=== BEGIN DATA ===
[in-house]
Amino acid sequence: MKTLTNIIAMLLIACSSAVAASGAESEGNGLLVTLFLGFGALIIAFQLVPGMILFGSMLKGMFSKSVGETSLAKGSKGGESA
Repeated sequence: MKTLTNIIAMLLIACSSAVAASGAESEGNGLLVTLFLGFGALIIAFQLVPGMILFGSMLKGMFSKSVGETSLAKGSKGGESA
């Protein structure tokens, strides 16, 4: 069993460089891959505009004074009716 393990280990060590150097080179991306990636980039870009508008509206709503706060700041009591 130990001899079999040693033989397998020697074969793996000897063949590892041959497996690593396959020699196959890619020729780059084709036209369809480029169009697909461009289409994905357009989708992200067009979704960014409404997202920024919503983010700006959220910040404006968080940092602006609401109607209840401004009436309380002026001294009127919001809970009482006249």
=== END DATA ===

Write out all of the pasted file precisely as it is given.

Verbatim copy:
[in-house]
Amino acid sequence: MKTLTNIIAMLLIACSSAVAASGAESEGNGLLVTLFLGFGALIIAFQLVPGMILFGSMLKGMFSKSVGETSLAKGSKGGESA
Repeated sequence: MKTLTNIIAMLLIACSSAVAASGAESEGNGLLVTLFLGFGALIIAFQLVPGMILFGSMLKGMFSKSVGETSLAKGSKGGESA
């Protein structure tokens, strides 16, 4: 069993460089891959505009004074009716 393990280990060590150097080179991306990636980039870009508008509206709503706060700041009591 130990001899079999040693033989397998020697074969793996000897063949590892041959497996690593396959020699196959890619020729780059084709036209369809480029169009697909461009289409994905357009989708992200067009979704960014409404997202920024919503983010700006959220910040404006968080940092602006609401109607209840401004009436309380002026001294009127919001809970009482006249």